The COVID-19 crisis and ensuing shutdown of entire economies across the globe has sent governments scrambling to respond.
From providing aid to individuals to supporting devastated businesses, stimulus packages have been organized at an unprecedented pace to boost market liquidity, mitigate shocking spikes in unemployment and stave off an even more widespread recession. It’s in that environment that the Ontario government yesterday tabled an economic and fiscal update detailing a plan to help the province survive the coronavirus outbreak—and still have a viable economy left once the worst is over.
When that will be is anyone’s guess. To say the province’s current economic situation is grim would be a gross understatement. Uncertainty reigns supreme and the only mildly reassuring notion is that virtually every other developed economy is in just as bad shape as ours. Queen’s Park is now predicting zero growth in real GDP for 2020. As a result of the response to the coronavirus outbreak, the government is forecasting a deficit of $20.5 billion for 2020–21, up from a projected $9.2 billion in 2019–20.
Queen’s Park’s $17 billion COVID-19 action plan includes $3.3 billion in additional funding for healthcare—everything from increased hospital capacity to long-term investments in public health and a dedicated $1 billion COVID‑19 contingency fund—$3.7 billion to support individual Ontarians and businesses affected by the pandemic and a further $10 billion in tax and other deferrals. This is in addition to a staggering $107 billion federal stimulus package passed this week that offers $55 billion in tax deferrals and $52 billion in direct support to Canadians.
The Ford government is proposing to:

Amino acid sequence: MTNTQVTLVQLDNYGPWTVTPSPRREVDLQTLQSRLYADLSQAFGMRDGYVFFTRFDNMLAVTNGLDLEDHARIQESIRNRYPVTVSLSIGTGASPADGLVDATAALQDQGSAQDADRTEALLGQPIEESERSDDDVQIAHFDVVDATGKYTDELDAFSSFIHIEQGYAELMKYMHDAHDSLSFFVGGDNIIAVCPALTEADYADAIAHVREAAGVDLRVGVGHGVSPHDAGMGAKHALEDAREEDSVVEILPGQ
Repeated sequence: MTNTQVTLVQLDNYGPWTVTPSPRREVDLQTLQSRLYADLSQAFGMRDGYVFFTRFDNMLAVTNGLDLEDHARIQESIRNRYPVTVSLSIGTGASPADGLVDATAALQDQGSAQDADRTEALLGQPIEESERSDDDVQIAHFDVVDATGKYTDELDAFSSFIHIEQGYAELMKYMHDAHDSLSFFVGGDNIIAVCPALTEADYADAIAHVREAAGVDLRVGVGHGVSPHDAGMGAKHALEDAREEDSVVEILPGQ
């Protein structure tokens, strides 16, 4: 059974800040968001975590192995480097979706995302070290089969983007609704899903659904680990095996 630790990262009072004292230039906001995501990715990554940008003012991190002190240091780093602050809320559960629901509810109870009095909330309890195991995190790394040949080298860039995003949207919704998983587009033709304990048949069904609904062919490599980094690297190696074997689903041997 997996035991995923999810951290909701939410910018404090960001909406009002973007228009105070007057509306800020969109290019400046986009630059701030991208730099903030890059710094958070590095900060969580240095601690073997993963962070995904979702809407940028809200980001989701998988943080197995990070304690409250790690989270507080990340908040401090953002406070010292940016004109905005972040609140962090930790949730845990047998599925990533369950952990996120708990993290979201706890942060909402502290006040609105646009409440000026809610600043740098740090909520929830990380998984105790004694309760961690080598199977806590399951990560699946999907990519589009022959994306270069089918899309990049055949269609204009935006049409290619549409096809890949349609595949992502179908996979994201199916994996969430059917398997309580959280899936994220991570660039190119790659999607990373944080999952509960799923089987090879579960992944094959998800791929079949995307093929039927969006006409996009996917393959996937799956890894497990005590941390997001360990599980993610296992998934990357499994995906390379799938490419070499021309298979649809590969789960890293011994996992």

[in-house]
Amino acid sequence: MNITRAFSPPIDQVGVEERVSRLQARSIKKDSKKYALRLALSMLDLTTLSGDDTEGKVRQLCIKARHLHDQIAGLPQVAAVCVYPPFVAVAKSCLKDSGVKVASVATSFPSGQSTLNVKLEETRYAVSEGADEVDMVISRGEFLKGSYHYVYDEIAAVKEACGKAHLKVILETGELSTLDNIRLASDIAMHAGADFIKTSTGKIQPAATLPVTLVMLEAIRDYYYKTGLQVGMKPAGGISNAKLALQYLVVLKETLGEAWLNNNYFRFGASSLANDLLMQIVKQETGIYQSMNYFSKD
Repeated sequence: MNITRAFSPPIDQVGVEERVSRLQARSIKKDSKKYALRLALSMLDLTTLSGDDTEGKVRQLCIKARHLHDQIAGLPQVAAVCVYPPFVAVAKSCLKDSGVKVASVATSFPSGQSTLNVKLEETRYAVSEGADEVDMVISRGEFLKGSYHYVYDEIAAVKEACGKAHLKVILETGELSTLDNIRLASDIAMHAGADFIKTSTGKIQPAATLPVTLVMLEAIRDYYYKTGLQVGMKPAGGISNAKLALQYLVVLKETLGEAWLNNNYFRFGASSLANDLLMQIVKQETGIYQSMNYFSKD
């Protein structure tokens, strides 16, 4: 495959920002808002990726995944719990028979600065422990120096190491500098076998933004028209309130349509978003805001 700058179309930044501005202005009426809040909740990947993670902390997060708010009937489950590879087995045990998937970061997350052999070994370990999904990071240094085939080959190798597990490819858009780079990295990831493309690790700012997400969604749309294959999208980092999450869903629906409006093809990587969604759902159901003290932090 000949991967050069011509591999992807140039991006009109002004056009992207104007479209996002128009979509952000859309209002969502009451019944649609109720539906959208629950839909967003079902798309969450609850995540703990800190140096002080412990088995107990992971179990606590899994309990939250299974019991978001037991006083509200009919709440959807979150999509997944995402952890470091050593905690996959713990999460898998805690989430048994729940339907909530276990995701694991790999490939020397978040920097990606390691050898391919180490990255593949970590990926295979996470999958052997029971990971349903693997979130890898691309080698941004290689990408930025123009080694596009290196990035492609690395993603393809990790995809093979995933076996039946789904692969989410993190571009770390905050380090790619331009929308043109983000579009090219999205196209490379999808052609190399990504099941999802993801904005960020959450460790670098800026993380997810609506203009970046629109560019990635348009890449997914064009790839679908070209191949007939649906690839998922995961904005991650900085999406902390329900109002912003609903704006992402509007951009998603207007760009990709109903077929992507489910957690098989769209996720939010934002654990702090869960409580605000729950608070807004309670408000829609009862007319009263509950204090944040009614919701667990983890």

- Introduce a temporary, retroactive increase to the Employer Health Tax exemption from $490,000 to $1 million for 2020, providing relief of up to $9,945 per eligible employer. The measure would cut taxes by about by $355 million for roughly 57,000 employers across the province
- Extend payment deadlines by five months for most provincially-administered taxes (interest and penalties would be waived in that period), providing an estimated $6 billion in liquidity for cash-strapped businesses
- Introduce a new 10 per cent refundable Corporate Income Tax credit—the Regional Opportunities Investment Tax Credit—for capital investments made by eligible Canadian-controlled private corporations in specified areas of the province
- Allow employers to defer Workplace Safety and Insurance Board premiums for up to six months
- Reduce electricity bills for residential, farm and small business consumers through a $1.5 billion increase in electricity cost relief (as compared to the 2019 budget), while offering off-peak electricity pricing to consumers for 45 days
- Provide a one-time $200 payment per child up to 12 years of age, and $250 for those with special needs
- Defer the upcoming quarterly remittance of education property tax to school boards by 90 days. The government says the move will allow municipalities to provide property tax deferrals of more than $1.8 billion, while still funding school boards
- Double the Guaranteed Annual Income System maximum payment to $166 per month for individuals and $332 per month for couples for six months, starting in April 2020. The $75 million in support would benefit more than 194,000 low-income seniors
- Defer Ontario Student Assistance Program loan and interest accrual for six months
- Provide $26 million in funding for Indigenous people and communities
- Expand eligibility for the Low‑income Energy Assistance Program to help families pay their home energy bills, providing $9 million in support
The government is promising that this package will be only the first wave of financial relief for the struggling province—particularly if the crisis is protracted, as many health officials are predicting—and social distancing measures force a continued shutdown across many industries. Businesses are already on their knees and it’s only a matter of time (assuming ongoing levels of extreme economic distress) that even organizations with strong balance sheets will face major economic hardship, even bankruptcy.
On a positive note, governments are showing no reluctance to implement unprecedented stimulus measures to keep businesses afloat through the worst of this crisis. How we’ll manage the tsunami of debt and deficits to follow remains as uncertain as the potential end date of the pandemic, but for now the focus is on business survival and continuity.
We have little choice but to worry about paying the bill later.
Armando Iannuzzi, Co-Managing Partner